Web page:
Frontier took delivery of its first Airbus aircraft (an A319) in 2001 and simultaneously launched with it DirecTV in-flight television along with a new company livery. Frontier Airlines was the launch customer[20] of the Airbus A318 in 2003. In mid-April 2005, Frontier officially became an all-Airbus fleet, retiring its last Boeing 737.[citation needed]
Also in 2010, JetBlue entered into interline booking agreements with South African Airways[109] and American Airlines[110] to facilitate luggage transfers between airlines for passengers with connecting flights on a different carrier. The agreement with American included JetBlue's 18 destinations not served by American and American's 12 international flights out of New York–JFK and Boston Logan. In addition, American gave JetBlue 8 round trips slots out of Washington National in D.C. and 2 out of Westchester, New York. In return, JetBlue gave American 6 round trips out of New York–JFK. The agreement with American Airlines has since ended according to JetBlue's website.[111]

On March 22, 2010, jetBlue announced it would remain in the New York City area, in Long Island City,[88] because of the airline's historical links to the city, the cost of staff relocations, the airline's desire to retain access to financial markets, and because Aer Lingus and Lufthansa, jetBlue's marketing partners, fly into JFK Airport.[89] jetBlue planned to combine its Forest Hills and Darien, Connecticut offices, together about 1,000 employees, into about 200,000 square feet (19,000 m2) in the Brewster Building by mid-2012.[90]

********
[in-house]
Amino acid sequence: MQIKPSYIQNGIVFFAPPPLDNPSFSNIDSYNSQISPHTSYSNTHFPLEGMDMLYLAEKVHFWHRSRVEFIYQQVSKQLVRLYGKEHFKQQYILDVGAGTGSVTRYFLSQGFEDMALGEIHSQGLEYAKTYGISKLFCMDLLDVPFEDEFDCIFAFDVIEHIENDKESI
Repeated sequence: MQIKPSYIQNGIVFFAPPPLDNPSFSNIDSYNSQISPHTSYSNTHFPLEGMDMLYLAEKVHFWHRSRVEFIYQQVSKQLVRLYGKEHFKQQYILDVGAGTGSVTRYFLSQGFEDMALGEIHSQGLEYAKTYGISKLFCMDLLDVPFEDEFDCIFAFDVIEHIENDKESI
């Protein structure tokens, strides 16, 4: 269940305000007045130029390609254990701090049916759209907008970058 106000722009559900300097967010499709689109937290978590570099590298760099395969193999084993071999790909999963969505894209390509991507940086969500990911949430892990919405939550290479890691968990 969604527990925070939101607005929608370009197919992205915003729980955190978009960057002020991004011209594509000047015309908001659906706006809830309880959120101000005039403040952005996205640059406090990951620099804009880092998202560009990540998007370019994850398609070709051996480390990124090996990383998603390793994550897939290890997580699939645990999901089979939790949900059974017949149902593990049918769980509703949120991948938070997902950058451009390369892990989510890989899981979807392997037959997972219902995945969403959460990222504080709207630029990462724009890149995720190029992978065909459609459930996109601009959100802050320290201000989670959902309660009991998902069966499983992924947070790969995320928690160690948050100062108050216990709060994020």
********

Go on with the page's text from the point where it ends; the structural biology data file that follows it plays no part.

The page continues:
jetBlue expanded service to the Caribbean, including to St. Maarten and Puerto Plata commencing January 10, 2008. With these additional destinations, jetBlue serves a total of twelve Caribbean/Atlantic destinations including Aruba; Barbados; Bermuda; Cancún; Nassau; Aguadilla; Ponce; San Juan, Puerto Rico; Santiago; and Santo Domingo, Dominican Republic.[citation needed]

^ For comparison, fleet ages as of 2018: Southwest, 10.7 years; JetBlue, 9.7 years; Spirit, 5.4 years; WestJet, 9.7 years; Volaris, 4.3 years, Allegiant, 17 years, VivaAerobús, 5.2 years; Sun Country, 14.4 years. Information from Airfleets.net: Southwest, JetBlue, Spirit, WestJet, Volaris, Allegiant, VivaAerobús, Sun Country. (listed airlines from List of largest airlines in North America)
On January 11, 2007, Frontier Airlines signed an 11-year service agreement with Republic Airlines. Under the agreement, Republic was to operate 17, 76-seat Embraer 170 aircraft for the former Frontier JetExpress operations. At the time the contract was canceled in April 2008, Republic Airlines operated 11 aircraft for Frontier Airlines, with the remaining six aircraft expected to join the fleet by December 2008. With the integration of Republic aircraft, the 'JetExpress' denotation was removed. Subsequent to the cessation of Horizon's services for Frontier in December 2007, all flights operated by Republic were sold and marketed as "Frontier Airlines, operated by Republic Airlines." The first market created specifically for the Embraer 170 was Louisville, Kentucky, which began on April 1, 2007. Service to Louisville was suspended in August 2008 but restarted in April 2010.[citation needed]
In July 2007, the airline partnered with 20th Century Fox's film The Simpsons Movie to become the "Official Airline of Springfield".[26] In addition a contest was held in which the grand prize would be a trip on JetBlue to Los Angeles to attend the premiere of the film. The airline's website was also redecorated with characters and their favorite jetBlue destinations and the company was taken over by the show/film's businessman villain Montgomery Burns.[27]